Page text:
Over the weekend, the Times of London reported that Yahoo! investigating a tie-up with Time Warner's ( TWX) AOL unit as a counter to Microsoft's bid.

Continued resistance from Yahoo! may force the Redmond, Wash., company into more hostile measures. For example, Microsoft could take its offer directly to shareholders. In doing so, it may start the clock on the anticipated antitrust review. Speeding that process would be in Microsoft's best interests. The company has said it hopes to conclude the acquisition by late 2008.

RBC analyst Robert Breza expects the two companies to come to terms within the next month, followed by an antitrust regulatory process that could take from 8 to 12 months, he wrote Monday. RBC Capital makes a market in Microsoft. Yahoo! is an investment banking client of the firm.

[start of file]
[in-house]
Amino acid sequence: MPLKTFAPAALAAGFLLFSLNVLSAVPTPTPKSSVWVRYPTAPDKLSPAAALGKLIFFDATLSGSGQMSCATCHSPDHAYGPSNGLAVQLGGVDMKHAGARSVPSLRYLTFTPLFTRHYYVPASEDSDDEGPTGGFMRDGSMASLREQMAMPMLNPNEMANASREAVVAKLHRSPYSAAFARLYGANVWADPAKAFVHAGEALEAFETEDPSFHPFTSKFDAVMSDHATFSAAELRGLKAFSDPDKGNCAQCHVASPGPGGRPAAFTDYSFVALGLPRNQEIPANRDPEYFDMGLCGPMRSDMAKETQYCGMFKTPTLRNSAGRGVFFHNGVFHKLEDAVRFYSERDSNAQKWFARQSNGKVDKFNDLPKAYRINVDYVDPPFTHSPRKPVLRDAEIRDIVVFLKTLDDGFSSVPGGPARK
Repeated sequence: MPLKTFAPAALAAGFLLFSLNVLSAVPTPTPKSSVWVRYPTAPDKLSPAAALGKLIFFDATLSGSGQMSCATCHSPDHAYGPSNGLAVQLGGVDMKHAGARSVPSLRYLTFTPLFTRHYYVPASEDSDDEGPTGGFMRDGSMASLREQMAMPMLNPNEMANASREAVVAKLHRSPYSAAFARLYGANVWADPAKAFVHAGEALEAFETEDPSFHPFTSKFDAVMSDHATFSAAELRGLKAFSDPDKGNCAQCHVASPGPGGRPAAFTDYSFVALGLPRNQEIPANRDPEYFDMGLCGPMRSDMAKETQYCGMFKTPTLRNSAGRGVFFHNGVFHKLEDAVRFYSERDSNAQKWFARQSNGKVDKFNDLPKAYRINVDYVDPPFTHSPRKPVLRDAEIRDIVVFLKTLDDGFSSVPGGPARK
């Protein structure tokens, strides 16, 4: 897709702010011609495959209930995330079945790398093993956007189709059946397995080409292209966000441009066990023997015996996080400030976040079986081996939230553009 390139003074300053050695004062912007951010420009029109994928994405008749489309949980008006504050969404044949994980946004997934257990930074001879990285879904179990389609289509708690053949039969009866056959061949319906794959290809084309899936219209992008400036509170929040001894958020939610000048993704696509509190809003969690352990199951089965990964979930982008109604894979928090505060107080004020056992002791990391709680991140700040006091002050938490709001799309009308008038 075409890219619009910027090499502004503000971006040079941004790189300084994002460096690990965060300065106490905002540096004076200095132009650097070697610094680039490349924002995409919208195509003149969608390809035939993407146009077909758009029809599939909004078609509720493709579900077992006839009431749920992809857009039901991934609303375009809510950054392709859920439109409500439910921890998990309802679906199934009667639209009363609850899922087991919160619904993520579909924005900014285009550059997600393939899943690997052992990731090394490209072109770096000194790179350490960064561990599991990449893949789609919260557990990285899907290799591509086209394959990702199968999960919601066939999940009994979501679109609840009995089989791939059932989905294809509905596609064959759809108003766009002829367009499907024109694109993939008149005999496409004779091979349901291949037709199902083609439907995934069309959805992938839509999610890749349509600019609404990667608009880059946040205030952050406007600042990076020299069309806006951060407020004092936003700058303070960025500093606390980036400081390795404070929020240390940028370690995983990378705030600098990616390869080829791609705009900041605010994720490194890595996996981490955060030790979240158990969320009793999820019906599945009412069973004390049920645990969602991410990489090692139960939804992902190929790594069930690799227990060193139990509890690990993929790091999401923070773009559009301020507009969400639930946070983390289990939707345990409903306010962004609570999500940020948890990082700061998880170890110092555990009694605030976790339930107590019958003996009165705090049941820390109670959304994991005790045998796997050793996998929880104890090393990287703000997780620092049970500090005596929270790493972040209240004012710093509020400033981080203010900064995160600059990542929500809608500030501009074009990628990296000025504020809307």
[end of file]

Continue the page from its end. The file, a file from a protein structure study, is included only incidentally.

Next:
"We believe a deal will likely get done between $35 to $40 per share and possibly carry a higher cash/debt component" than the 50-50 split Microsoft previously outlined, Breza wrote.

The deal strategically makes sense for Microsoft, Breza noted.

Late last week, Citigroup analyst Brent Thill also viewed the scenario of a sweetened bid as the most likely outcome, followed by a deal in which Yahoo! outsources search advertising to Microsoft arch-competitor Google ( GOOG). Microsoft and Yahoo! are investment banking clients of Citigroup.